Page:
LIVE FROM AMDOCS AMERICAS SUMMIT, ORLANDO: The Internet of Things (IoT) is not just a derivative of data but is the equivalent of a “killer app” for big data, according to Amdocs’ Matt Roberts, director, product marketing – big data and strategic innovation.
On day one of the summit, Roberts (pictured presenting below) said that though Gartner had retired big data from its ‘hype cycle’ and replaced it with IoT, he believes the two are connected and share a “symbiotic relationship”.
Big data will give companies a 360 degree view of their customer while also helping them improve their networks, said Roberts, adding that new network technologies such as SDN and NFV are also fuelled by data. He claimed the CRM firm can extract data for its clients to use very quickly.
Jonathan Shmukler, solutions manager at Amdocs Lab, also believes “the big data penny has dropped,” yet companies have their data sitting in multiple systems and are unable to keep track.
He said companies need to go back to the basics and find out how much data they have collected, and what sources of data they have, something most companies don’t know, before they can monetise it.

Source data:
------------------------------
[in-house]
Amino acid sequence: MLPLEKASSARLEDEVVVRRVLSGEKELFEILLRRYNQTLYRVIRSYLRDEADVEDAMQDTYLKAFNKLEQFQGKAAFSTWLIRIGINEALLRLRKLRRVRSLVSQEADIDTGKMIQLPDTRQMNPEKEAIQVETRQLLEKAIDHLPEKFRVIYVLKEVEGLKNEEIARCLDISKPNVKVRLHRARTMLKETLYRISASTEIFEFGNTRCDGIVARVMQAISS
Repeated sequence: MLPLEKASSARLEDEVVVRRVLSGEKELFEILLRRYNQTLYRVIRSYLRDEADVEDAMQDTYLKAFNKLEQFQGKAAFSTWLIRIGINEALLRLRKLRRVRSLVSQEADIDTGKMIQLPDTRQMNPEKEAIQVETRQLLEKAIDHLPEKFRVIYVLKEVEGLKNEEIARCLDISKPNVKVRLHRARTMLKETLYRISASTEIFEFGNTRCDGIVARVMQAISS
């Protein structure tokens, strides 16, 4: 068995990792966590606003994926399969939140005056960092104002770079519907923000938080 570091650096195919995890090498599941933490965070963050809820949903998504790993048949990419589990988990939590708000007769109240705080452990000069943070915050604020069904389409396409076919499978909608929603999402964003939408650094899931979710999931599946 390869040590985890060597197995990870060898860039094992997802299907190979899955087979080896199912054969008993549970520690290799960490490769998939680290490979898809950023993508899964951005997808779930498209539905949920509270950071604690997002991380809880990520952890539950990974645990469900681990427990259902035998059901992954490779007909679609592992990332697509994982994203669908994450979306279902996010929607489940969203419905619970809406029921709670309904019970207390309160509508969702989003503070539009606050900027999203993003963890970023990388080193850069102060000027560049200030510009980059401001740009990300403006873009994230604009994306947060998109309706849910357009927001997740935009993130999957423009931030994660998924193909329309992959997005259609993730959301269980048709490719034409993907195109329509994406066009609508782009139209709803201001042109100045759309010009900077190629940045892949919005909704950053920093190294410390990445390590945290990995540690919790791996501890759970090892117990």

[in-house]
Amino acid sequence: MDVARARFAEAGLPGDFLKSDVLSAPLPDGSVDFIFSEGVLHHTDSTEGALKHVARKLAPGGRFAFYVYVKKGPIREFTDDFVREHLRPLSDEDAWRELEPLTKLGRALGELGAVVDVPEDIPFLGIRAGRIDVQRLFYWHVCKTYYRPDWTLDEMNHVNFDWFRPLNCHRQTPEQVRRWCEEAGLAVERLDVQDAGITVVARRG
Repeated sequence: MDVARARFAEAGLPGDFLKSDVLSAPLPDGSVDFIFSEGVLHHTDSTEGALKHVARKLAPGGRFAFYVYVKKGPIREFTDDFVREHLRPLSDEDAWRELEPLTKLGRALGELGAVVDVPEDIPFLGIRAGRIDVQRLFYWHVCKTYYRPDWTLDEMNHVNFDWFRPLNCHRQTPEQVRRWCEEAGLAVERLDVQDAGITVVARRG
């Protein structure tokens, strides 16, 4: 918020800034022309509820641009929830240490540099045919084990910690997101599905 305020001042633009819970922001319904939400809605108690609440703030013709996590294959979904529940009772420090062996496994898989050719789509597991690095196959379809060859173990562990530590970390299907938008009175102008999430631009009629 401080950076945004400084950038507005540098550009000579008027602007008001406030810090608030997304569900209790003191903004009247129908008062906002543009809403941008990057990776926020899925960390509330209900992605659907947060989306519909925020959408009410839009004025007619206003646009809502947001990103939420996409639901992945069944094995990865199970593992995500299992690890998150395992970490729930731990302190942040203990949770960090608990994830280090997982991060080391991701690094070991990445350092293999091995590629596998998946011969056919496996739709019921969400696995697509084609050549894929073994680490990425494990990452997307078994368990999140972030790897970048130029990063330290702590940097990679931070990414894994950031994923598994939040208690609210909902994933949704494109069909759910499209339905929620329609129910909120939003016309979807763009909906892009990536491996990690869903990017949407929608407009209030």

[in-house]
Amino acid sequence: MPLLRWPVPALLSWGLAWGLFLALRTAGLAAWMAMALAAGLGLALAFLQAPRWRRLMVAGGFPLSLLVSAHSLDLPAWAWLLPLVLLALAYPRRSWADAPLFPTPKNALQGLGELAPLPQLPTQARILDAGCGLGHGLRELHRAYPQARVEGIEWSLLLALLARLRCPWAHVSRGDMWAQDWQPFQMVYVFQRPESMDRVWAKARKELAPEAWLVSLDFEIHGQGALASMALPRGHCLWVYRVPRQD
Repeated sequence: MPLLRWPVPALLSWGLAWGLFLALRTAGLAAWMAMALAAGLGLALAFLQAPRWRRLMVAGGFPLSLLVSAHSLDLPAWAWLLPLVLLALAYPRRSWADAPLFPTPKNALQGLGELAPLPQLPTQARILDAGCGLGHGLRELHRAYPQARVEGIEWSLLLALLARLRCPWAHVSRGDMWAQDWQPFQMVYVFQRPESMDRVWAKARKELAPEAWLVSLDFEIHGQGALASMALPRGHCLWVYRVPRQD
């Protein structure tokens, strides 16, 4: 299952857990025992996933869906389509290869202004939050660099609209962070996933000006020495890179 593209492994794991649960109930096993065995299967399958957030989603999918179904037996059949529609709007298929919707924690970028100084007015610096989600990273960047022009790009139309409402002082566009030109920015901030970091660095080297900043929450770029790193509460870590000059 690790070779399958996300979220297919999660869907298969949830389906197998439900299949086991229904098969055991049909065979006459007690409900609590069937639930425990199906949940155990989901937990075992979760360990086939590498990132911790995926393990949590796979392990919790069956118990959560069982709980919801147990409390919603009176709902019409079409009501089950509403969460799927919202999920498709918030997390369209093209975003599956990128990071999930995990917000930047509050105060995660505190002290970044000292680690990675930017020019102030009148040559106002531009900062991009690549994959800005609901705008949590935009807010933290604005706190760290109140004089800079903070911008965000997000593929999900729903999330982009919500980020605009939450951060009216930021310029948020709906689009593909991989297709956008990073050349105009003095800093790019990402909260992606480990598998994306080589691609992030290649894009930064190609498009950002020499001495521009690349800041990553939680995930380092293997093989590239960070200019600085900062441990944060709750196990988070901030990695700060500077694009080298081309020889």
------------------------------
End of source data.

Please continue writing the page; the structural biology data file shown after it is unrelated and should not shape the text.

Shmukler gave the example of one of Amdocs’ clients which sees 4.9 billion events a day, similar to the number of “likes” Facebook gets, yet it is unable to save all that data, or get value out of it.
He also explained that Amdocs tells its clients “physical is virtual”, i.e. many products and services like music streaming don’t need to exist in physical form, and that “occasional is the new constant” – users should be able to sign up for a service temporarily rather than agree to a one-year contract.
He said telcos should focus on “new boundaries” – Amazon sells Comcast services because though it may not provide cable services, it believes it is best at providing an easy and intuitive engagement experience.
Sprint is selling Amazon Prime and Virgin Airlines is selling Netflix services, proving that anyone can do anything and companies must “expand outside their comfort zone”.
On the topic of giving advice, Rajeev Tankha, head of digital experience product and solution marketing, said phone companies should not focus all their energies on millennials, but “Generation C,” which is not limited to a certain age group but rather those who are always connected and early adopters of new tech, who also have more disposable income than millennials.